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Salt Lake City now requires all landlords to get business license

All landlords are now required to get annual business licenses to operate in Utah\'s capital city — even those with just one or two rentals.
All landlords are now required to get annual business licenses to operate in Utah\'s capital city — even those with just one or two rentals.
Associated Press

SALT LAKE CITY — All landlords are now required to get annual business licenses to operate in Utah's capital city — even those with just one or two rentals.

Changes to the city's landlord/tenant initiative that took effect Sept. 1 require anyone renting out a home, condominium, townhouse, duplex, apartment or even a basement to pay a $110 per year to become licensed.

On top of that, landlords can be assessed a fee of $342 per unit — unless they take part in the city's "good landlord" program, which rewards good management practices with discounted fees. Those who complete the landlord training will pay just $20 per unit.

The program has been in place in Salt Lake City since 2009, but changes adopted by the City Council in June as part of the city's 2011-12 budget made the law applicable to one- and two-unit landlords.

Salt Lake is one of several cities along the Wasatch Front that have implemented such programs in recent years to make sure landlords are conducting business professionally and legally.

"It's to combat people who deal in substandard housing," said Frank Gray, Salt Lake City's community and economic development director.

Ogden has had a good landlord program in place since 2004. In that first year, landlords participating in the program saw an 11.6 percent reduction in crime at their properties, city officials said.

According to the Utah Apartment Association, the programs have helped reduce the number of so-called slumlords — landlords who shirk their responsibilities to tenants and the surrounding community.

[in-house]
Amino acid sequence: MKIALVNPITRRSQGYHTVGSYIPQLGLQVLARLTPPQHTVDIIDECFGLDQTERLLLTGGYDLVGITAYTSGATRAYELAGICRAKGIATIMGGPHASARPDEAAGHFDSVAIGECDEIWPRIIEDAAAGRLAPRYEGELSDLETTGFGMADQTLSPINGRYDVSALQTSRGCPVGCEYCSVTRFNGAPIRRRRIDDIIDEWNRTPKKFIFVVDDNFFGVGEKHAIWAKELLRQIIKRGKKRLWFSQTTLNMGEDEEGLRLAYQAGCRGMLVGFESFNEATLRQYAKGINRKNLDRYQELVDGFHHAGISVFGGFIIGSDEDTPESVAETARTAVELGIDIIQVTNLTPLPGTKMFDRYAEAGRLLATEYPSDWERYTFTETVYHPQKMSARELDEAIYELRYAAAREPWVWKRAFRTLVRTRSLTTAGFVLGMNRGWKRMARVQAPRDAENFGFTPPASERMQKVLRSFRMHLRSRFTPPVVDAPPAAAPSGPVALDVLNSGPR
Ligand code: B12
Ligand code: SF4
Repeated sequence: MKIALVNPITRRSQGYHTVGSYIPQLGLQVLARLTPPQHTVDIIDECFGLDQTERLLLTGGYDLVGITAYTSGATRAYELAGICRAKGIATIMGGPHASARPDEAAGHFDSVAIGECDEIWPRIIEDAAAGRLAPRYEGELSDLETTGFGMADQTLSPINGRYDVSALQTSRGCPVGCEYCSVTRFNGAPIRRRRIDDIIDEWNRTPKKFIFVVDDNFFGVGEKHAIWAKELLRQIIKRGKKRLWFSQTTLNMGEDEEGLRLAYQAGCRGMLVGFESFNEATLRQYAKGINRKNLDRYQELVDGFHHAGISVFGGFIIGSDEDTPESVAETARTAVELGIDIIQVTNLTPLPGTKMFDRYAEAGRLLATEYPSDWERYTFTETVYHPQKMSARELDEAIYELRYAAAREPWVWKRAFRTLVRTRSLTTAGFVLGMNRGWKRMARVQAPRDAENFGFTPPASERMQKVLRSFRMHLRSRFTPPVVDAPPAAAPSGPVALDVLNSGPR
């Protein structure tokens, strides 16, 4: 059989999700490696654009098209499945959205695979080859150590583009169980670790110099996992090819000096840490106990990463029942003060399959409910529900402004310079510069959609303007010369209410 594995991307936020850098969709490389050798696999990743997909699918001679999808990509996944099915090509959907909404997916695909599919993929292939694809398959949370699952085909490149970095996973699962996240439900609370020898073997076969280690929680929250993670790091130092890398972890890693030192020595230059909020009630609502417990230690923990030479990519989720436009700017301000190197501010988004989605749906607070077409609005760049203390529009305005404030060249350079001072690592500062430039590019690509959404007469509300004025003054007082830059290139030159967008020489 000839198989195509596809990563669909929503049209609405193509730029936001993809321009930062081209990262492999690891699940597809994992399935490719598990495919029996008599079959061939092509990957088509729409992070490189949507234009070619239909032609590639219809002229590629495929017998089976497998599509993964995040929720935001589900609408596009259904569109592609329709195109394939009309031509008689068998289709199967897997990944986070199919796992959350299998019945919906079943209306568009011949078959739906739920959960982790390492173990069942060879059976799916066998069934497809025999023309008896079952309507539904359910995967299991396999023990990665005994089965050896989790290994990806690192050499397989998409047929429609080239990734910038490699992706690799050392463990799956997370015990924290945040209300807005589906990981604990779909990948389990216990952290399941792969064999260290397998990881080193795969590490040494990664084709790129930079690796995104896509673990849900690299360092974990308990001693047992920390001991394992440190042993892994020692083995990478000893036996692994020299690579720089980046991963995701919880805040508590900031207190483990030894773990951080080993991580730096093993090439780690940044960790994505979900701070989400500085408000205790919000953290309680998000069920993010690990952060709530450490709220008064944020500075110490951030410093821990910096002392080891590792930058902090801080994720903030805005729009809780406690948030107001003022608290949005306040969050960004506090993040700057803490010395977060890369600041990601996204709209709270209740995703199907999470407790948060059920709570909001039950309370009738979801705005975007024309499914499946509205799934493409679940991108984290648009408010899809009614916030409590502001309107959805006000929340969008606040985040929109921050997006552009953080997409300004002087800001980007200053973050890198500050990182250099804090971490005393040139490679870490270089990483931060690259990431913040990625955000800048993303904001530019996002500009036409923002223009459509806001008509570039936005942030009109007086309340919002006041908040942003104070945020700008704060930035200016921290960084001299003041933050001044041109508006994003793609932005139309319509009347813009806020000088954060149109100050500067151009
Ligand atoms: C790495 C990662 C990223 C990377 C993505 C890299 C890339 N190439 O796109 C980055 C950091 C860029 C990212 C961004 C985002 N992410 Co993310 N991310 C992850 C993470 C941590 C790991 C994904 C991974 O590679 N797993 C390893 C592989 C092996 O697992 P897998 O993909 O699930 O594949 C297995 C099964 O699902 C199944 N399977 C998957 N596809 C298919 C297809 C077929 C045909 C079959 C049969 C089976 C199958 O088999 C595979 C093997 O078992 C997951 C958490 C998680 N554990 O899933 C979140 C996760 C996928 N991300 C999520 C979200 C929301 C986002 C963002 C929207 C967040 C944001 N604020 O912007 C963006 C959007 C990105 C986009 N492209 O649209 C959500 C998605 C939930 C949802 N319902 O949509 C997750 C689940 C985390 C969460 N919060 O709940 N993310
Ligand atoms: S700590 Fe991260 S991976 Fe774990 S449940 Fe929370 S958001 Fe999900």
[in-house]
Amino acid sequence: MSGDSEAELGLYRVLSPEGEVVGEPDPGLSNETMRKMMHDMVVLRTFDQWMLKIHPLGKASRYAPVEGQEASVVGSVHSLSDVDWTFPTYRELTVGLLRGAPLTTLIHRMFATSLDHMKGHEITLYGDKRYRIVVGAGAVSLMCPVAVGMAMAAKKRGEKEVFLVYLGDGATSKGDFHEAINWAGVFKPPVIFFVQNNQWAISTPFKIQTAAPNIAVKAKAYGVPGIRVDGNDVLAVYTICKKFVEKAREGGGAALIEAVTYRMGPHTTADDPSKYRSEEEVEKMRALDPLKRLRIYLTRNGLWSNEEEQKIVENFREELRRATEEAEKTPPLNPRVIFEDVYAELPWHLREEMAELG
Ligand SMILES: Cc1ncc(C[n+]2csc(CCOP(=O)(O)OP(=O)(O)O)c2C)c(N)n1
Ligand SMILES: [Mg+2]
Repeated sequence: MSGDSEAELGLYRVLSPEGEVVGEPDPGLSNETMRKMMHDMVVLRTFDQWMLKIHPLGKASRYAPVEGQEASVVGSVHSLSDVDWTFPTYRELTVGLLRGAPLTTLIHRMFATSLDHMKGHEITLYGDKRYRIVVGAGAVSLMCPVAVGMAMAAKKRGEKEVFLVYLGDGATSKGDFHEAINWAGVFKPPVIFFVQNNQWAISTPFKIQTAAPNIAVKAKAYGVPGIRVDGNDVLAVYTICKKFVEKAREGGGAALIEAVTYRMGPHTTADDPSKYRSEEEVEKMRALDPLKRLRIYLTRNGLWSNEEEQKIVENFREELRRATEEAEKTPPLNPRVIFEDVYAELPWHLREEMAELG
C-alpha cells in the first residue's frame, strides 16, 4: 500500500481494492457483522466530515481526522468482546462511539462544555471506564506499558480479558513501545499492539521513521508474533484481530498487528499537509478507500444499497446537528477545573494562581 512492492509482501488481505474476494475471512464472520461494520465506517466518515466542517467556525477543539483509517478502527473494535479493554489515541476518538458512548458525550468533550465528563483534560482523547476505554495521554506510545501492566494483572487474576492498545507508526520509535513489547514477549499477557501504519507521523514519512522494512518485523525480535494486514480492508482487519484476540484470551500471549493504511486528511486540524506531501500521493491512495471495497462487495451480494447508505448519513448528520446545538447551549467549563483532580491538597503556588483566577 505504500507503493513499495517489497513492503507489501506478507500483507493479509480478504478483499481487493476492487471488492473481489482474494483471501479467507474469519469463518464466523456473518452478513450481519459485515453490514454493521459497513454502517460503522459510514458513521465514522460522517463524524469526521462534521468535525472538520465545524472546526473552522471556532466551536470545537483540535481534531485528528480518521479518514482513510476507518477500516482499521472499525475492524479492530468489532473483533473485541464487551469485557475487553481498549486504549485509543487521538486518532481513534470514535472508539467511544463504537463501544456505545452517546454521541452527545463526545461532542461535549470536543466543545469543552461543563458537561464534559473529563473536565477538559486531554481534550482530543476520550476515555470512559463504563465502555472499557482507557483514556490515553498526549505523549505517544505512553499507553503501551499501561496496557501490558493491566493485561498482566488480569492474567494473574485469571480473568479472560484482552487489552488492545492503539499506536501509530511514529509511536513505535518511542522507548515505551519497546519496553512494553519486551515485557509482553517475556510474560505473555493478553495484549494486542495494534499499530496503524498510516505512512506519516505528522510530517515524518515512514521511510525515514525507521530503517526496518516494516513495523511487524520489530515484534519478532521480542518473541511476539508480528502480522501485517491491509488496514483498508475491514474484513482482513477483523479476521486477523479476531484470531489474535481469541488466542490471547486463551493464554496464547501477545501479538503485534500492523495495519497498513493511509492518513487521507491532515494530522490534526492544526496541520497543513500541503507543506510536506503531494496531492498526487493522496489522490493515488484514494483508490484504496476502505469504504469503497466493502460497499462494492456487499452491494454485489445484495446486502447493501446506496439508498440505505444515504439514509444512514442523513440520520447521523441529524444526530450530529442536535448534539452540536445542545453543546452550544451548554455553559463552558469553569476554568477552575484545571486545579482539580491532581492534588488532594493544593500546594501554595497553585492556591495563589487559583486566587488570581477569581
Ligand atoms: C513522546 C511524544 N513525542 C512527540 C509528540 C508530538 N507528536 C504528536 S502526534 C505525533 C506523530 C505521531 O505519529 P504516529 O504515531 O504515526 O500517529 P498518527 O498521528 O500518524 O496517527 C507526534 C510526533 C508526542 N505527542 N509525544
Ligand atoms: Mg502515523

In Salt Lake City, there are an estimated 37,000 rental units, including 14,000 single-family homes, duplexes or triplexes. City officials want to know who is renting out those properties and make sure they're following city ordinances.

The city's 2011-12 budget includes $1.8 million in additional revenue as a result of changes to the program. Some residents have complained that requiring one- and two-rental landlords to obtain a business license is just another way for the city to boost its revenue.

However, Gray said all money brought in from the fees will go toward covering the cost of administering the good landlord program.

In addition, rental properties create a disproportionately higher cost for city services — such as police and code enforcement, city officials said. The program passes those costs onto landlords.

The most important thing, Gray said, is that landlords offer "a safe and sanitary unit that can be rented to somebody."

"When that happens, the cost to the community is far less," he said.

Berdje Bezdjian, who owns two duplexes in Salt Lake City, previously hasn't needed to obtain a business license for his rental properties there.

But Bezdjian is familiar with good landlord programs. He owns and manages 10 units in South Salt Lake, which has had a good landlord program since 2007.

"They'll go over some good practices for landlords, things like background and credit checks," Bezdjian said.

As part of the program in South Salt Lake, Bezdjian is required to complete an eight-hour training course every three years. He says the training has improved the quality of tenants in his rental units.

"When perspective tenants know that I'm a member of the good landlord program and I do background and credit checks on tenants that are coming in, that kind of eases their concerns about the complex," he said.

Salt Lake City's program requires landlords to take a city-approved, four-hour training course every three years.

During the training, landlords will be instructed in how to do credit and criminal background checks, as well as how to deal with problem tenants on their own to cut down the number of calls to the city.

The training is voluntary, though those who don't take it will be required to pay $322 more per unit than those who do.

"If you don't want to participate in the program, it doesn't mean you're a bad landlord," Gray said. "You just need to pay your fair share of the cost to the community."

Landlords with one or two rental units have until March 1 to complete the training in order to receive the discount.

Good landlord programs

Utah cities with good landlord programs include:

Brigham City

Clearfield

Logan

Midvale

Ogden

Salt Lake City

South Salt Lake

Taylorsville

Washington Terrace

West Jordan

West Valley City

Source: Utah Apartment Association

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